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Achievement objectives in psychology

The New Zealand Curriculum does not state specific achievement objectives for psychology at levels 6–8. Specific objectives have been developed to describe the intended outcomes. These objectives are structured in four strands:

These four strands align with the social science achievement objectives for level 6, 7 and 8 for social studies and history.


The four psychology strands relate closely to each other and the key concepts. For example, approaches can be applied to any of the fields and, in turn, the key concepts can be studied through any of the strands.

It is imperative that ethical considerations for practice and research are integrated into every aspect of learning in psychology.


In psychology, the term ‘approach’ refers to a paradigm or set of principles about people and the way that they function. Different approaches may offer different explanations for behaviours. Approaches may include, but are not limited to, behavioural, biological, cognitive, sociocultural, humanist, evolutionary, and psychodynamic.

When discussing these approaches there are a number of debates that may be considered. These may include, but are not limited to, nature vs nurture, holism vs reductionism and free will vs determinism.

For more on approaches, see What is psychology about?


Methodologies are how psychologists investigate behaviour in order to develop and test theories. They may include but are not limited to case studies, correlations, experiments, observations, statistics, and surveys.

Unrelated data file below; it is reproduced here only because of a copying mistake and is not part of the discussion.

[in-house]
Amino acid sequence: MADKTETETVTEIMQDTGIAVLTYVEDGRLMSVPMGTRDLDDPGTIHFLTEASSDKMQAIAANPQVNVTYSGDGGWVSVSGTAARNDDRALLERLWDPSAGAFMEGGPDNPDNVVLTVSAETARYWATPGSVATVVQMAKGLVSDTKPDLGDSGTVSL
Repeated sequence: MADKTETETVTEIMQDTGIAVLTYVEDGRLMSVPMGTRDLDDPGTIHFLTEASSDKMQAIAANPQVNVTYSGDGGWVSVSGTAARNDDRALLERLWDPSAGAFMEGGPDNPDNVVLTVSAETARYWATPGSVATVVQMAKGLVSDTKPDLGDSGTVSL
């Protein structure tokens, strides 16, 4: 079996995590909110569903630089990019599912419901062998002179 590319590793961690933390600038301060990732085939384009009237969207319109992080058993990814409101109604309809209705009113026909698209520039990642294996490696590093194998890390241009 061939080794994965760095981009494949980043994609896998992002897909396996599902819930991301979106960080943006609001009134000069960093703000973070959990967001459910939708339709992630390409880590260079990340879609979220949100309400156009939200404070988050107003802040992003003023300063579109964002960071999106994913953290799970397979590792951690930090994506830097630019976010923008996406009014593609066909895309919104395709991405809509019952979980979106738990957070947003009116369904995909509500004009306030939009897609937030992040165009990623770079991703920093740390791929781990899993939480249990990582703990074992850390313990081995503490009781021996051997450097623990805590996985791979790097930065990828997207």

Psychological theories are applied in real life settings, known as fields. Fields of professional practice may include, but are not limited to, clinical, developmental, industrial and organisational, forensic, health, sports, comparative and media.


Issues are professional, ethical or methodological concerns that arise from psychological research or practice. They may include, but are not limited to, ethics, gender bias, cultural bias, reliability, validity and the use of animals in research.

Progression in psychology

Students’ progress in psychology is demonstrated by their increasingly sophisticated ability to identify, apply, evaluate and analyse psychological concepts, methodologies, and issues. 

Achievement objectives by level and strand

The development of conceptual understanding is cumulative as students return to the same concepts in different contexts throughout their learning.

Last updated November 21, 2017